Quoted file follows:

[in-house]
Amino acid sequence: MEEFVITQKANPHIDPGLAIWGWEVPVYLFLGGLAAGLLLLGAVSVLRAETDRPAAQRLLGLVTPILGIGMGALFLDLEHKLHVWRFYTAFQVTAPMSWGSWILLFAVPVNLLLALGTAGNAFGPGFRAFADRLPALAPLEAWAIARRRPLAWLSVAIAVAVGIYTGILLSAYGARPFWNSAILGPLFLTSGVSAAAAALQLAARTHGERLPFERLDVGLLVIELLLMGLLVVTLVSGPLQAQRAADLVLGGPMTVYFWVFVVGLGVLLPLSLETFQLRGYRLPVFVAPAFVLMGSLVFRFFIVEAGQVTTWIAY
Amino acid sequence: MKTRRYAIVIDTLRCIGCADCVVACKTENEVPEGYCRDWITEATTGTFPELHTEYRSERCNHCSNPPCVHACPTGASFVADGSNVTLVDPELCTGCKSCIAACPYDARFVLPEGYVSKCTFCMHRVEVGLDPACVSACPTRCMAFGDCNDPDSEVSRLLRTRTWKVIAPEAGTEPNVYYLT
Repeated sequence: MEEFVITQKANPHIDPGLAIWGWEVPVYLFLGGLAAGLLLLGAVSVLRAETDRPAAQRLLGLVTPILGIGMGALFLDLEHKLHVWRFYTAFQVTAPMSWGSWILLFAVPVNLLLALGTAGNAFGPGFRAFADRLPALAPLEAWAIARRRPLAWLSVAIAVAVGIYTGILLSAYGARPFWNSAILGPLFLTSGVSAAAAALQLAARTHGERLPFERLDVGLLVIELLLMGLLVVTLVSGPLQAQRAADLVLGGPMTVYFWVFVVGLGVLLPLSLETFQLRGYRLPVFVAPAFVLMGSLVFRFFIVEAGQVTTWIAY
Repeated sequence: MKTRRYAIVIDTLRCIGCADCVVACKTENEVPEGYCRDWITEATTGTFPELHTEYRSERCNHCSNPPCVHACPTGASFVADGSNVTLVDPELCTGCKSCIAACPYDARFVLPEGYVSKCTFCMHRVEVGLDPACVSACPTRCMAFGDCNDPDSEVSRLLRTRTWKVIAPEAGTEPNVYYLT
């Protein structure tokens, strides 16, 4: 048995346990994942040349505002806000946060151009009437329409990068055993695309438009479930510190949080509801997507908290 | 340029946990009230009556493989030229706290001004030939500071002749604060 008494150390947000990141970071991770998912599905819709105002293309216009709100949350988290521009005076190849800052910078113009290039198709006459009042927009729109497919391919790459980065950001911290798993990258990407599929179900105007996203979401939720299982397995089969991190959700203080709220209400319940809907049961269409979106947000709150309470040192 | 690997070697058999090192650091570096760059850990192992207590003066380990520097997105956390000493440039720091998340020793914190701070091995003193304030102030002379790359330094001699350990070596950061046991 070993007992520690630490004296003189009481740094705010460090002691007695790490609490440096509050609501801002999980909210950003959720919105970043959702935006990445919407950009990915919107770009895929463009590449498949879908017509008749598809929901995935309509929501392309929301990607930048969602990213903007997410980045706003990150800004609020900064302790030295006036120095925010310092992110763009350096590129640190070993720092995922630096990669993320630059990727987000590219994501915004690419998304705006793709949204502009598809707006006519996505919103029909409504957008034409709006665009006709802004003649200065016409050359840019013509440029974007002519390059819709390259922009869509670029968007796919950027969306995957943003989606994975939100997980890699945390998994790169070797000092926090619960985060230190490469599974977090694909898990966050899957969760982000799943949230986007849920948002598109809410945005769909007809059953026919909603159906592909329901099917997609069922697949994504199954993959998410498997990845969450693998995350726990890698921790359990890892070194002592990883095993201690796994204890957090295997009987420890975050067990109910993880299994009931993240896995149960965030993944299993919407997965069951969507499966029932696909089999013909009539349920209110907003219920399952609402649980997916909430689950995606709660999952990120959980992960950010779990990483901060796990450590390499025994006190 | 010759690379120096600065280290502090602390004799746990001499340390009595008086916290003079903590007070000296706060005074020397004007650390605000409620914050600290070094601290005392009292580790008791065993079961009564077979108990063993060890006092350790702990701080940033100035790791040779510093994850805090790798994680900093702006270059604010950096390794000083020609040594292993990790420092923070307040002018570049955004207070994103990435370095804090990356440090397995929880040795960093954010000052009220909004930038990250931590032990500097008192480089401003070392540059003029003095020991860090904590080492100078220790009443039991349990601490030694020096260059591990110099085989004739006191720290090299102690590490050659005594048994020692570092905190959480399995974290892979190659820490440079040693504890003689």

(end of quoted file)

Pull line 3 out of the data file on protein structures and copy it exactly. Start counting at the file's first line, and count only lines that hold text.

Amino acid sequence: MKTRRYAIVIDTLRCIGCADCVVACKTENEVPEGYCRDWITEATTGTFPELHTEYRSERCNHCSNPPCVHACPTGASFVADGSNVTLVDPELCTGCKSCIAACPYDARFVLPEGYVSKCTFCMHRVEVGLDPACVSACPTRCMAFGDCNDPDSEVSRLLRTRTWKVIAPEAGTEPNVYYLT